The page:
academic library

Coloring: So Hot Right Now

Coloring has been the go-to stress reliever in libraries for a while now, so it was only a matter of time before we jumped on that bandwagon. And, honestly, I’m so glad we did. Students were very receptive (especially our student workers). One student worker kept taping blank sheets to the Desk to encourage collaborative coloring.

I bought two adult coloring books, tore out the pages, and made copies so I can keep the originals and put out copied sheets each semester (total cost $10). I then purchased 5 boxes of standard Crayola colored pencils.  They were on SUPER sale at our local Pat Catan’s – only $2 per box!

I put the coloring pages in one of those office paper trays along with the container of sharpened pencils and this sign:

coloring-table

To promote the month-long event, I shared this on Facebook (made with Piktochart, as usual):

aprilcoloringmonth

In sum, this was a very low cost/low labor activity that my students really loved. From now on, every November and April will be coloring month in my library!

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Collect Success Stories To Fuel Word-of-Mouth Marketing

As part of our ongoing marketing campaign, we’ve begun collecting library success stories from our students, faculty, and staff. We hope to share these stories via social media, marketing materials, and our website. On our campus, I think it’s safe to say that most people think the library and librarians are extremely valuable resources, but I don’t know if it’s always easy to articulate why. By collecting anecdotal evidence, we’ll be better equipped to narrate our value and hopefully connect with those students and faculty who have not yet benefited from our services.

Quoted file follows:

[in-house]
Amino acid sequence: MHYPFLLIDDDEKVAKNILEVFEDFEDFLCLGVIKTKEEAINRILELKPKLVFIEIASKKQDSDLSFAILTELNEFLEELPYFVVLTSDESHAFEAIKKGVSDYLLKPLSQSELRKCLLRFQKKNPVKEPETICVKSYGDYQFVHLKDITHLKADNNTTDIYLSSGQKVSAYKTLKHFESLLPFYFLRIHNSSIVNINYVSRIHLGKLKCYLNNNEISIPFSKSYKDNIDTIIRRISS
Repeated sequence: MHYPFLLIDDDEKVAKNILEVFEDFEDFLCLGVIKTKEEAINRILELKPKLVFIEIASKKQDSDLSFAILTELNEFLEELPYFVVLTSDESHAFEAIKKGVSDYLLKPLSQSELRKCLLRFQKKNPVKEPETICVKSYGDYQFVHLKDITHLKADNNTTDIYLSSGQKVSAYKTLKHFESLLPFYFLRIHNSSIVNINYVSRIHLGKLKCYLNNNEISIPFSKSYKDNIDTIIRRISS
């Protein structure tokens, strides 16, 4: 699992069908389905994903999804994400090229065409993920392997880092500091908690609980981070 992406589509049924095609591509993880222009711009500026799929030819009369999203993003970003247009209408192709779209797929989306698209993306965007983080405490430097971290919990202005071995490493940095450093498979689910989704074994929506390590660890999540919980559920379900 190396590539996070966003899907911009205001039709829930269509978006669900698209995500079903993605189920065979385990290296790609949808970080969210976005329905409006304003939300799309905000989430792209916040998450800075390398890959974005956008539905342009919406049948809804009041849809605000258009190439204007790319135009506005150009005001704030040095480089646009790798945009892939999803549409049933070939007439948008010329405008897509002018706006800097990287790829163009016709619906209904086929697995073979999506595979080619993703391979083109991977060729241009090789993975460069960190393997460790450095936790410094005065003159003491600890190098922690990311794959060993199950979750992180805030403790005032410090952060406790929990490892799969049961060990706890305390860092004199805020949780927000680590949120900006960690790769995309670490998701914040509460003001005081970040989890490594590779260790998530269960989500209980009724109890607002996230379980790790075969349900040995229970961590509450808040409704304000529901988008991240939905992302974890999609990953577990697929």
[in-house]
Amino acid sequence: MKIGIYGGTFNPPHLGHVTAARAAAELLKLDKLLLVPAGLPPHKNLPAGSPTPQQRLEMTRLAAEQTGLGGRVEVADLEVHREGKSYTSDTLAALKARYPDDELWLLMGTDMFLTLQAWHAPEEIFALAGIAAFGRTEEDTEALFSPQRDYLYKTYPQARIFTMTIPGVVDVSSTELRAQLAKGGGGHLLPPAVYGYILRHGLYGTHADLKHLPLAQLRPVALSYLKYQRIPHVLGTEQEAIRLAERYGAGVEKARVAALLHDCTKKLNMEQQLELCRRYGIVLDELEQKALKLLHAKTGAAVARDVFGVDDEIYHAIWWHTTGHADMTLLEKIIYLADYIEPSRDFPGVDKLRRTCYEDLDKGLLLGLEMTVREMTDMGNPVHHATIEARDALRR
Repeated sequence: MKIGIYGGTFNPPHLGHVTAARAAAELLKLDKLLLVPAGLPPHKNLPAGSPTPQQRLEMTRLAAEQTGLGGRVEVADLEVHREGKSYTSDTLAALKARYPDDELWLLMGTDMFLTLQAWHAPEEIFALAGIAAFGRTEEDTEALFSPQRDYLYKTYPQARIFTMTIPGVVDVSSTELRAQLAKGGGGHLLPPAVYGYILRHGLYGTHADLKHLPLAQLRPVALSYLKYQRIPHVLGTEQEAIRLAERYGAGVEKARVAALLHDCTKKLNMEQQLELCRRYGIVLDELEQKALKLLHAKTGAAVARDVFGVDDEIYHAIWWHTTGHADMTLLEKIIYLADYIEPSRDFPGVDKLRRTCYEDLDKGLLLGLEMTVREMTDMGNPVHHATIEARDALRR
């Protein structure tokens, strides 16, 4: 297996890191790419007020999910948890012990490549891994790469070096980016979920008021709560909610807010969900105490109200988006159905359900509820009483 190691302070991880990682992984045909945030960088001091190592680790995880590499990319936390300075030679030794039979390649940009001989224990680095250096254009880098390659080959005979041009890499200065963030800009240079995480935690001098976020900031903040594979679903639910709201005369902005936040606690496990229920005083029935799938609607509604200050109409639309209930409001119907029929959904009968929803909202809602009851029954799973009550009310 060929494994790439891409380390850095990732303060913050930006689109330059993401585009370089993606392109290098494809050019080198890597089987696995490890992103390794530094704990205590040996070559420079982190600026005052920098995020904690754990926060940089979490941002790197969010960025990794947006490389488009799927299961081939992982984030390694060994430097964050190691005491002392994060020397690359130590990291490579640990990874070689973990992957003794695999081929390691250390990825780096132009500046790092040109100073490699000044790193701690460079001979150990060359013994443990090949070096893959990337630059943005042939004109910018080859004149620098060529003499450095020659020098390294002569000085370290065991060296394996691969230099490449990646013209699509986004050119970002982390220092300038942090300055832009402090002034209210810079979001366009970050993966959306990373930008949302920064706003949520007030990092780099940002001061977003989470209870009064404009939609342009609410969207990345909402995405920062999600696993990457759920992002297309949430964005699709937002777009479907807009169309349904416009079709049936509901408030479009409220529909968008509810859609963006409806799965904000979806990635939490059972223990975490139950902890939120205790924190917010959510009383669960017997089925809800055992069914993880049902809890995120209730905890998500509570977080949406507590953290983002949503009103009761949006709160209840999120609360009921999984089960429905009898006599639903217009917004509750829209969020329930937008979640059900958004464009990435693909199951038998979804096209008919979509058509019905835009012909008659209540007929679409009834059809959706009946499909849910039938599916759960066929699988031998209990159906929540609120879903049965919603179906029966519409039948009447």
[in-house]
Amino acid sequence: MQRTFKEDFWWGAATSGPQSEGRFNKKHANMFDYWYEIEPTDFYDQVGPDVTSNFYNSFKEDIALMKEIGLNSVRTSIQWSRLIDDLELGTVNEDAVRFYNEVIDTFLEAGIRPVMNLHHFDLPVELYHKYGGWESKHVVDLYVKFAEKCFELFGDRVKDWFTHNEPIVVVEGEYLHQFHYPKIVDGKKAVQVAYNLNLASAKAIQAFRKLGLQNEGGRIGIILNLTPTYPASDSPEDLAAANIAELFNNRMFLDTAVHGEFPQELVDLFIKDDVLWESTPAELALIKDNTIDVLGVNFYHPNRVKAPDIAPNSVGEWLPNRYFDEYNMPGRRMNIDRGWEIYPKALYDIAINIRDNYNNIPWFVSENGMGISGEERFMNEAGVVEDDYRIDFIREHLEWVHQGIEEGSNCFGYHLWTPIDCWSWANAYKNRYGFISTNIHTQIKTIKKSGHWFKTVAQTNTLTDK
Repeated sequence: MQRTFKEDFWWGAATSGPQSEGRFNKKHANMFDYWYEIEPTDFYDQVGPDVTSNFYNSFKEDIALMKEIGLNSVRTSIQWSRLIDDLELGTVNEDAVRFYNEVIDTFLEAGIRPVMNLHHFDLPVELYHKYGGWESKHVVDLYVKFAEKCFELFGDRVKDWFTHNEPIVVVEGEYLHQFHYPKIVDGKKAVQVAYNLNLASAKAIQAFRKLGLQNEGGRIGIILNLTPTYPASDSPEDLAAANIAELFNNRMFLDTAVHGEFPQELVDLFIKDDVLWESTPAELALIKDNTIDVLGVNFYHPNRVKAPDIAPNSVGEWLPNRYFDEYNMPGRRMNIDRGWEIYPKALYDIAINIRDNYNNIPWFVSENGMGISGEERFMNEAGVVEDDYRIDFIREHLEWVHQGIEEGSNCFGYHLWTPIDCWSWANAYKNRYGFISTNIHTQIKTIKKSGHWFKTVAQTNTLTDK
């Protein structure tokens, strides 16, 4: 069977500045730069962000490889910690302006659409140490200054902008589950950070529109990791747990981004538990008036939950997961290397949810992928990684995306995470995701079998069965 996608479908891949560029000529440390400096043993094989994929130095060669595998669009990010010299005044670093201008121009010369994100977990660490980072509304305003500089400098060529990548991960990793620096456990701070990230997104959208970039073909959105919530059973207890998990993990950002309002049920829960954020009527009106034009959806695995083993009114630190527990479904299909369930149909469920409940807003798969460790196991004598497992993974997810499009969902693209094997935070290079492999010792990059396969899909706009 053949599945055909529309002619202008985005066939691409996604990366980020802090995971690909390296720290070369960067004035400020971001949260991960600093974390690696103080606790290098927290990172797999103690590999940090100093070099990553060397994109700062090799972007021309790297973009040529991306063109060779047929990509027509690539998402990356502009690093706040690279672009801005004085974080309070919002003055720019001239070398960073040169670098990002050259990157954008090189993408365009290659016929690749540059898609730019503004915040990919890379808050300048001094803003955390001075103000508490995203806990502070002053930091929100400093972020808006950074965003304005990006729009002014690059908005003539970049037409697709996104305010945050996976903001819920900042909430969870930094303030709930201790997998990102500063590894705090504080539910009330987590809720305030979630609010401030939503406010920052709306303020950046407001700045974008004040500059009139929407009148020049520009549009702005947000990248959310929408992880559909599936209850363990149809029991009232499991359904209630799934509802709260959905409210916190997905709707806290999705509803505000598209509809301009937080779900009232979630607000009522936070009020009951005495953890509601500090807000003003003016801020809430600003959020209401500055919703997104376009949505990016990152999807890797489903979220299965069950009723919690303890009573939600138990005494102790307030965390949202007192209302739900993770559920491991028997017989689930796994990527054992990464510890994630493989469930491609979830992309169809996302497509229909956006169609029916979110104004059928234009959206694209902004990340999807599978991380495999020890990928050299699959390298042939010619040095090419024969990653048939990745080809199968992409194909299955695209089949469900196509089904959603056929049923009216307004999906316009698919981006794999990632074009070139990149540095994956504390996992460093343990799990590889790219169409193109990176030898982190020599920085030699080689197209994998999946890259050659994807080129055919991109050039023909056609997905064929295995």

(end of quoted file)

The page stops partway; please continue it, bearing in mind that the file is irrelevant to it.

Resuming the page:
Here is the Google form I created to help OWU Libraries tell its story (it’s modeled after a form used by OhioLINK):

shareyourstory

We’ll share this form through our website, social media, and direct email communication with our users. In addition, librarians will add their own success stories so we can build a database of the good work we do every day.

Marketing The Library As An Experience